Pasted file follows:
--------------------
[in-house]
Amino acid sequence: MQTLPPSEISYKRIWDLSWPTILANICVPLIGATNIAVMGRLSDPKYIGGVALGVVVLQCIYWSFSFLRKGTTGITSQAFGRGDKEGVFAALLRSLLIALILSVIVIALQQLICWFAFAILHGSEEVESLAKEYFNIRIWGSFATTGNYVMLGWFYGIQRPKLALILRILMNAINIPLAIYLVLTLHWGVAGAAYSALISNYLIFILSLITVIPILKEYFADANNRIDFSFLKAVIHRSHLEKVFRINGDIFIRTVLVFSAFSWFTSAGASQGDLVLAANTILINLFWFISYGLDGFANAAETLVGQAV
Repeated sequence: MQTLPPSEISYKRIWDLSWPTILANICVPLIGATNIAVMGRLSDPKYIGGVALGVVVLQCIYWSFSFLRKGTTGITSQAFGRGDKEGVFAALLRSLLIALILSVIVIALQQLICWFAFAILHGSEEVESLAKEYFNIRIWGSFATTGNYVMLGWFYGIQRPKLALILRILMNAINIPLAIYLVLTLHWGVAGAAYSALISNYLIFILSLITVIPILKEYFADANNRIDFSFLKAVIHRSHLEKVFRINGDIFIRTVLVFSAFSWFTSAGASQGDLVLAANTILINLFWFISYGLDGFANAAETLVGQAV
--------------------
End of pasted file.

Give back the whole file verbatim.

[in-house]
Amino acid sequence: MQTLPPSEISYKRIWDLSWPTILANICVPLIGATNIAVMGRLSDPKYIGGVALGVVVLQCIYWSFSFLRKGTTGITSQAFGRGDKEGVFAALLRSLLIALILSVIVIALQQLICWFAFAILHGSEEVESLAKEYFNIRIWGSFATTGNYVMLGWFYGIQRPKLALILRILMNAINIPLAIYLVLTLHWGVAGAAYSALISNYLIFILSLITVIPILKEYFADANNRIDFSFLKAVIHRSHLEKVFRINGDIFIRTVLVFSAFSWFTSAGASQGDLVLAANTILINLFWFISYGLDGFANAAETLVGQAV
Repeated sequence: MQTLPPSEISYKRIWDLSWPTILANICVPLIGATNIAVMGRLSDPKYIGGVALGVVVLQCIYWSFSFLRKGTTGITSQAFGRGDKEGVFAALLRSLLIALILSVIVIALQQLICWFAFAILHGSEEVESLAKEYFNIRIWGSFATTGNYVMLGWFYGIQRPKLALILRILMNAINIPLAIYLVLTLHWGVAGAAYSALISNYLIFILSLITVIPILKEYFADANNRIDFSFLKAVIHRSHLEKVFRINGDIFIRTVLVFSAFSWFTSAGASQGDLVLAANTILINLFWFISYGLDGFANAAETLVGQAV